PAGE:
In post-Brexit UK, quiet ports hide mounting transport chaos

Truckers say they are struggling to adjust to new paperwork following the UK’s departure from the European Union.

Goods traffic at the port of Dover near the UK's southern crossing to France is down sharply from year-ago levels, but many trucks are stuck at factories and depots as they try to resolve bureaucratic issues due to Brexit [File: Chris Ratcliffe/Bloomberg]

A week on from Brexit, the main road to Dover has been so quiet that officials were able to close half of it Thursday for a litter-picking operation without causing delays for drivers.

But behind such placid scenes, many truckers are still warning of chaos as they struggle to adjust to the new paperwork required by Britain’s departure from the European Union. Drivers are being held up for hours because they lack the right documents, they say.

With traffic well below its usual levels, the pain has so far manifested itself out of sight at factory gates and truckers’ depots. It’s likely to spread to the ports as activity rebounds in coming days, according to seven firms interviewed by Bloomberg.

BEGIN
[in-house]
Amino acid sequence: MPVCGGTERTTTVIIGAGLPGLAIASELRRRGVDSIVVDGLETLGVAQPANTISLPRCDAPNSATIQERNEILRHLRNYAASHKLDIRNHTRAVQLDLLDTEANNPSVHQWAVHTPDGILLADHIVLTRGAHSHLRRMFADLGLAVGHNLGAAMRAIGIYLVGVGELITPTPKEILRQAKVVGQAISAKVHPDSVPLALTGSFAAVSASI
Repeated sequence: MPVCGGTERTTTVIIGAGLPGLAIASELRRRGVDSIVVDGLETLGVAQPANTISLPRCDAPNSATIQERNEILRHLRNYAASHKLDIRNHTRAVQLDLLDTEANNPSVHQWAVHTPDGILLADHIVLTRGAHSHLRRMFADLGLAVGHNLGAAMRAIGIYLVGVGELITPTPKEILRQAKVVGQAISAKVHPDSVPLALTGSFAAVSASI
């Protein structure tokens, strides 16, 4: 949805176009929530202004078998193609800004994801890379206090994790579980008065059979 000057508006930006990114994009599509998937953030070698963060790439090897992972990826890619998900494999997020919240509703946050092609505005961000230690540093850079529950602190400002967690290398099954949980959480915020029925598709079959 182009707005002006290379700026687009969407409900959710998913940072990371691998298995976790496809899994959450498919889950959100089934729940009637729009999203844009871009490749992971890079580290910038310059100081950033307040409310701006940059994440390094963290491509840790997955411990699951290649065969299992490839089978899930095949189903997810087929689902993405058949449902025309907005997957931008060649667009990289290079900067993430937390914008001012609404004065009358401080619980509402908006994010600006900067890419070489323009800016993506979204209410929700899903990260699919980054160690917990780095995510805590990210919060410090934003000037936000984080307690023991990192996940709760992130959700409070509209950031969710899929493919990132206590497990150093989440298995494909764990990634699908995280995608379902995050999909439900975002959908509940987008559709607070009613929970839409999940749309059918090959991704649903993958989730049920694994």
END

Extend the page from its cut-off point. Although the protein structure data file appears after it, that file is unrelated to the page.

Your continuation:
“It’s an absolute mess,” said David Zaccheo, operations manager at Alcaline U.K. Ltd., whose fleet of 145 vehicles shuttles goods between Britain and the EU. “What’s going to happen next week? We’re not even that busy at the moment.”

Zaccheo said his firm has had vehicles stuck in Italy since Monday because of a lack of correct transit documents. In another case, a trailer destined for Milan had to wait for two days in the U.K. before it could move because it didn’t have the right paperwork, he said.

Faced with the threat of chaos at the border in the weeks after Brexit, many firms decided to stockpile goods or delay deliveries, leaving Dover eerily quiet. Traffic through the port is down 85% from its 2019 average. With the industry expecting activity to pick up in coming days, Britain faces the first major test of its Brexit readiness . . . .

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